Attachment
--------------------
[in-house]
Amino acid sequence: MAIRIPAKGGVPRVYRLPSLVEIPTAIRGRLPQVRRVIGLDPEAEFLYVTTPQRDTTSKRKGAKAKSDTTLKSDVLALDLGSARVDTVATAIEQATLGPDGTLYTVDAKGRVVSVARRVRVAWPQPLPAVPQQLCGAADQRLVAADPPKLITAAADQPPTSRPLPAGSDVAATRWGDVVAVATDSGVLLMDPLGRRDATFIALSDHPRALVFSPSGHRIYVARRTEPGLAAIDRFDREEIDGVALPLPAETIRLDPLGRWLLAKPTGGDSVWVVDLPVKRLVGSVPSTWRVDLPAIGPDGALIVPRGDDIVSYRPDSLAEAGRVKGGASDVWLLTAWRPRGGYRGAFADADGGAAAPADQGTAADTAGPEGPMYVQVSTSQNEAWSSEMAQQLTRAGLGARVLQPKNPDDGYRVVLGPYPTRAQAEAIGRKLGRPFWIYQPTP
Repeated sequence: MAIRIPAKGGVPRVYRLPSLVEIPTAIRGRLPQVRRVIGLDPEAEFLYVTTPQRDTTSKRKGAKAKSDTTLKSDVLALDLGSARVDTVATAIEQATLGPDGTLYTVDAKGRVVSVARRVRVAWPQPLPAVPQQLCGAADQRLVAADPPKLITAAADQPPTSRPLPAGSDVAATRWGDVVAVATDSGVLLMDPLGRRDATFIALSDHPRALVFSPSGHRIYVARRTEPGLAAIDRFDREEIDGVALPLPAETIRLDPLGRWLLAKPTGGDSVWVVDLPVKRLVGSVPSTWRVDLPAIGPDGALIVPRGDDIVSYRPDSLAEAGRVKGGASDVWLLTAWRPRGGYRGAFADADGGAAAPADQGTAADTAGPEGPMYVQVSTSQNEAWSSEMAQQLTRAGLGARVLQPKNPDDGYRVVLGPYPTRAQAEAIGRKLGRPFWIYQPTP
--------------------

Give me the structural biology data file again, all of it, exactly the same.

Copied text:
[in-house]
Amino acid sequence: MAIRIPAKGGVPRVYRLPSLVEIPTAIRGRLPQVRRVIGLDPEAEFLYVTTPQRDTTSKRKGAKAKSDTTLKSDVLALDLGSARVDTVATAIEQATLGPDGTLYTVDAKGRVVSVARRVRVAWPQPLPAVPQQLCGAADQRLVAADPPKLITAAADQPPTSRPLPAGSDVAATRWGDVVAVATDSGVLLMDPLGRRDATFIALSDHPRALVFSPSGHRIYVARRTEPGLAAIDRFDREEIDGVALPLPAETIRLDPLGRWLLAKPTGGDSVWVVDLPVKRLVGSVPSTWRVDLPAIGPDGALIVPRGDDIVSYRPDSLAEAGRVKGGASDVWLLTAWRPRGGYRGAFADADGGAAAPADQGTAADTAGPEGPMYVQVSTSQNEAWSSEMAQQLTRAGLGARVLQPKNPDDGYRVVLGPYPTRAQAEAIGRKLGRPFWIYQPTP
Repeated sequence: MAIRIPAKGGVPRVYRLPSLVEIPTAIRGRLPQVRRVIGLDPEAEFLYVTTPQRDTTSKRKGAKAKSDTTLKSDVLALDLGSARVDTVATAIEQATLGPDGTLYTVDAKGRVVSVARRVRVAWPQPLPAVPQQLCGAADQRLVAADPPKLITAAADQPPTSRPLPAGSDVAATRWGDVVAVATDSGVLLMDPLGRRDATFIALSDHPRALVFSPSGHRIYVARRTEPGLAAIDRFDREEIDGVALPLPAETIRLDPLGRWLLAKPTGGDSVWVVDLPVKRLVGSVPSTWRVDLPAIGPDGALIVPRGDDIVSYRPDSLAEAGRVKGGASDVWLLTAWRPRGGYRGAFADADGGAAAPADQGTAADTAGPEGPMYVQVSTSQNEAWSSEMAQQLTRAGLGARVLQPKNPDDGYRVVLGPYPTRAQAEAIGRKLGRPFWIYQPTP